As part of the Literary Challenge 2017, this time Hillingdon Libraries staff review novels that they have read twice. Why reading a book twice? What is your personal record?
We read and review fiction books on a set theme every month, for you.
1. The Vows of Silence by Susan Hill
It may seem strange to re-read a crime novel as, surely, one knows ‘who did it’, but this series by Susan Hill featuring DCI Simon Serrailler is definitely worth revisiting. These books are so much more than crime novels; one gets completely absorbed in the Serrailler family. Although the crime in each book is complete in each book the family story continues throughout the series, so not only are you turning the pages to find out how the crime is solved, but you can’t wait to read the next book to find out what is happening in the family and see how the characters develop. This book is actually the fourth in the series and, whilst I would recommend starting with the first, in my opinion this is one of the most gripping. Serrailler must stop the serial killer who is targeting women in the cathedral town of Lafferton, at the same time dealing with tragedy in his own family. Susan Hill does not flinch from making bad things happen to good people. You will want to read the next book!
5 out of 5 stars. Carol – Northwood Library
2. The Crimson Petal and the White by Michel Faber
Not only have I read this twice, I’ve read it about seven times. I seem to exist in two states – ‘just finished The Crimson Petal and the White’ or ‘ready to re-read The Crimson Petal and the White’. It’s over 800 pages, and details the rise of Sugar, a Victorian prostitute living in London who aspires to a better, more comfortable way to exist. It’s often reviewed as the novel Dickens could not have published (it won’t spare your blushes) but it’s also a postmodern take on the Victorian novel. Told in the first person, with a narrator who leads you in then abandons you, it’s absolutely compelling. Despite all the pungent sex, it’s fair to consider this a feminist novel as Sugar takes on the patriarchy and seems to succeed. There’s a great host of supporting characters and enough plots to fill another 3 books. I love it. (And if you want to know more about some of the stories and characters, Michel Faber has written a book of short stories that fill in some gaps.)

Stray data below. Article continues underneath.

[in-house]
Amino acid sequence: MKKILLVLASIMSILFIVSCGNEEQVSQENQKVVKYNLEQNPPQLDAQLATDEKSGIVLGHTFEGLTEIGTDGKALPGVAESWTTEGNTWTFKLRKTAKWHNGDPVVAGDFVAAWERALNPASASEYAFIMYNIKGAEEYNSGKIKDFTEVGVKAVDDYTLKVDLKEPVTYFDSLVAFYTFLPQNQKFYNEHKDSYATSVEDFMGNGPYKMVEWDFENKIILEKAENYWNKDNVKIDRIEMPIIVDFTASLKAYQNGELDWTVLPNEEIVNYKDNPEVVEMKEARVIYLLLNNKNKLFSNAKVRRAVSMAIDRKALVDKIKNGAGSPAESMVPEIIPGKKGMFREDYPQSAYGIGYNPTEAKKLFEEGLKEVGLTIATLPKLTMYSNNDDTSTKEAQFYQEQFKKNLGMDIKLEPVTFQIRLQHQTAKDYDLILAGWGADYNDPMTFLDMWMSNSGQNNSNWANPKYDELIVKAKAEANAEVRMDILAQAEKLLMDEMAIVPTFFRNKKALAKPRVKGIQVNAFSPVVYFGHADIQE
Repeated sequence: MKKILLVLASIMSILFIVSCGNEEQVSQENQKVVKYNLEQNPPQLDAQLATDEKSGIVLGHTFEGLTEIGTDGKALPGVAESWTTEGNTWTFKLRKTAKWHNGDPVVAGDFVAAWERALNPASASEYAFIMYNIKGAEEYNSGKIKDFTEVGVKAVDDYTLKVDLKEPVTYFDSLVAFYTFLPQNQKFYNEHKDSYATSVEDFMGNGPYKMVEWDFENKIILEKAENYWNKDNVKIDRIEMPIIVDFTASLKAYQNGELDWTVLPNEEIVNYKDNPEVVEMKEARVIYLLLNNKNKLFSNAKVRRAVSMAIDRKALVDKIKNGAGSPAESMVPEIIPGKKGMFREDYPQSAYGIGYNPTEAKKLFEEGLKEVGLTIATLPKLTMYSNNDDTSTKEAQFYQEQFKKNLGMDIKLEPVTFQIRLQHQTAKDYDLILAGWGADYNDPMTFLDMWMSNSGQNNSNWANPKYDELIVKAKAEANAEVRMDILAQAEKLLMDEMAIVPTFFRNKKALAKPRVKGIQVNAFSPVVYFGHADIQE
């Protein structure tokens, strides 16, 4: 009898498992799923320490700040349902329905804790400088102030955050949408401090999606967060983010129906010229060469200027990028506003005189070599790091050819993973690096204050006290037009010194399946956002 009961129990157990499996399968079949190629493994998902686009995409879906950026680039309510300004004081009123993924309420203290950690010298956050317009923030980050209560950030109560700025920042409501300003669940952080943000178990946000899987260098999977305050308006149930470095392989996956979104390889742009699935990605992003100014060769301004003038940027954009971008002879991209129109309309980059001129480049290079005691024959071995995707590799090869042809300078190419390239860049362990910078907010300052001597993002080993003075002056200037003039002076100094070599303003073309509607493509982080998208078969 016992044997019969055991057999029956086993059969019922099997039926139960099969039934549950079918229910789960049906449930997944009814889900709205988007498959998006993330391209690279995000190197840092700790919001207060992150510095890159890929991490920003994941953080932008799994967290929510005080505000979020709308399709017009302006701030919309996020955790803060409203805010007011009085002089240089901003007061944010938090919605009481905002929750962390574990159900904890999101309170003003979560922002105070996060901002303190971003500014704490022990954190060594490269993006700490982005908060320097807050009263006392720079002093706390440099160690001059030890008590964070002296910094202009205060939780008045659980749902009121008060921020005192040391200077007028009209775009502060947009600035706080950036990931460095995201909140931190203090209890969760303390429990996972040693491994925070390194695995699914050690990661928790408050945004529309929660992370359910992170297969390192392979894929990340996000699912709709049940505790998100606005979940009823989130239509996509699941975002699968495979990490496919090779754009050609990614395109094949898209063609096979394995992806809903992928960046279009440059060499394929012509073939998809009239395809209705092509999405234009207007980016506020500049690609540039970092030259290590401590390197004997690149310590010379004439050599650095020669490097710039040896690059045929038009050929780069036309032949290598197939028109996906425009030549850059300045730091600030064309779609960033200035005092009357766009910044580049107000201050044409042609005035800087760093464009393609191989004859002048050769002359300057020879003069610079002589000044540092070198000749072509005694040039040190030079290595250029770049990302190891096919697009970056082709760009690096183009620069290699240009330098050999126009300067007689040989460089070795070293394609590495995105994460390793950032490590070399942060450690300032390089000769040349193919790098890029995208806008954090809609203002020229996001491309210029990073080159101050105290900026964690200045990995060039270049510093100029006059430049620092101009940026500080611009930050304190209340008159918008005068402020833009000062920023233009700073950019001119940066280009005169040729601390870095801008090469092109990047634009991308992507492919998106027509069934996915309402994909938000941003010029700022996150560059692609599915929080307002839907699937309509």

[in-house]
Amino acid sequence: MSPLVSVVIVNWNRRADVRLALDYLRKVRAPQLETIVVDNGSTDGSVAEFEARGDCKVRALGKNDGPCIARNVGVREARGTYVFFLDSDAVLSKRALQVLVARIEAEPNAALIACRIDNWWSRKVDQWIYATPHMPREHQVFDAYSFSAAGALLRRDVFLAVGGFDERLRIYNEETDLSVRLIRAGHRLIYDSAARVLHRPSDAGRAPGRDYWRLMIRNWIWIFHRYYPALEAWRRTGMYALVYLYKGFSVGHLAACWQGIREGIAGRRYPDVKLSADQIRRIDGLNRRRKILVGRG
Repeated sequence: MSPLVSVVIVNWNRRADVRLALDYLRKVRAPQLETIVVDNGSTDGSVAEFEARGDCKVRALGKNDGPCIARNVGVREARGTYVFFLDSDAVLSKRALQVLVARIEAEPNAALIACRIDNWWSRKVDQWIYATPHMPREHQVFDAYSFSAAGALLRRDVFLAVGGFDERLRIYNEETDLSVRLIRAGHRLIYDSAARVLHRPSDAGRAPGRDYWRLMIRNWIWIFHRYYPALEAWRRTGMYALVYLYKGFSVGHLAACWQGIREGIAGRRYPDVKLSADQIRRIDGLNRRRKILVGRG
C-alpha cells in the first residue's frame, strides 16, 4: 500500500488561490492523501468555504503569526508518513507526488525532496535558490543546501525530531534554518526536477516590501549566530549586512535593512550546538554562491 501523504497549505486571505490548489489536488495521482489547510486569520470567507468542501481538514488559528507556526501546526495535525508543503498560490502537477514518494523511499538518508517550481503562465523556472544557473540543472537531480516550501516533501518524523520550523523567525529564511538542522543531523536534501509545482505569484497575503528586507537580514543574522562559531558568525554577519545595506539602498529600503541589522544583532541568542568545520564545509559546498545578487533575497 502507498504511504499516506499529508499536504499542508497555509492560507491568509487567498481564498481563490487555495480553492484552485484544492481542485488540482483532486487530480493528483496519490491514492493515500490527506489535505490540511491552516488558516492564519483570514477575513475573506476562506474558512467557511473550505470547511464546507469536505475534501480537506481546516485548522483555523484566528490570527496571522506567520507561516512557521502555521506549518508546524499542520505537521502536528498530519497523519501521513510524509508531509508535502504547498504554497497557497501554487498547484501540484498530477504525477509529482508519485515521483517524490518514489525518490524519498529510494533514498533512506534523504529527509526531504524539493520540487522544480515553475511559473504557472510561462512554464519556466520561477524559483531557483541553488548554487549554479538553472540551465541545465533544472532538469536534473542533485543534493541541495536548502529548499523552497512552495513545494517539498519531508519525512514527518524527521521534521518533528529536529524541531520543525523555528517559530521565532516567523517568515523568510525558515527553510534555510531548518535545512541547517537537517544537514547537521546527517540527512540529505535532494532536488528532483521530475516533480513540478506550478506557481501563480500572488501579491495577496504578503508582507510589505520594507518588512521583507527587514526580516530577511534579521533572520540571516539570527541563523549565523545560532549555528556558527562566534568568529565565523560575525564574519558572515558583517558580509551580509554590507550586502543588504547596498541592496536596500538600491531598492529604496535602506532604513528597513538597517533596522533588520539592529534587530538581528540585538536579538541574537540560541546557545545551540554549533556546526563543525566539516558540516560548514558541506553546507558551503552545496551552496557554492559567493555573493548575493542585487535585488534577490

5 out of 5 stars. Darren – Uxbridge Library
3. The Hours by Michael Cunningham
‘The Hours’ is the only novel I have read three times. I am sure I read some collections of short stories as a teenager many times, but this is the only full length novel that I have read more than twice. And I will probably read it again. Michael Cunningham wrote a story so dense and rich and filled with complex characters and their lives that, since the first reading, I thought it somehow mirrors the complexity of real life. It also includes an amount of indelible paragraphs, and this is part of its charm. The author famously wanted to write a book based on ‘Mrs. Dalloway’ by Virginia Woolf. Within this frame, the lives of three women mirror each other across space and time. One of them is Woolf herself. All in a moment of crisis, all linked by a pattern of cross references and correlations. I think of ‘Cloud Atlas’ by David Mitchell as a sort of expanded ‘The Hours’… The moments which mirror ‘Mrs. Dalloway’ are so many that they almost force you to read Virginia Woolf’s novel again, or in parallel, which is a good thing in itself. I loved the Hollywood film made out of this novel, which features Meryl Streep, mentioned in the first chapter. ‘The Hours’ also won the 1999 Pulitzer Prize for Fiction. What can I add? Please borrow it from your local library and read it, possibly twice.
6 out of 5 stars. Federico – Northwood Library
Have you read any of these books? Have you ever read a novel more than twice? You can borrow all these books from our catalogue. Thanks for reading!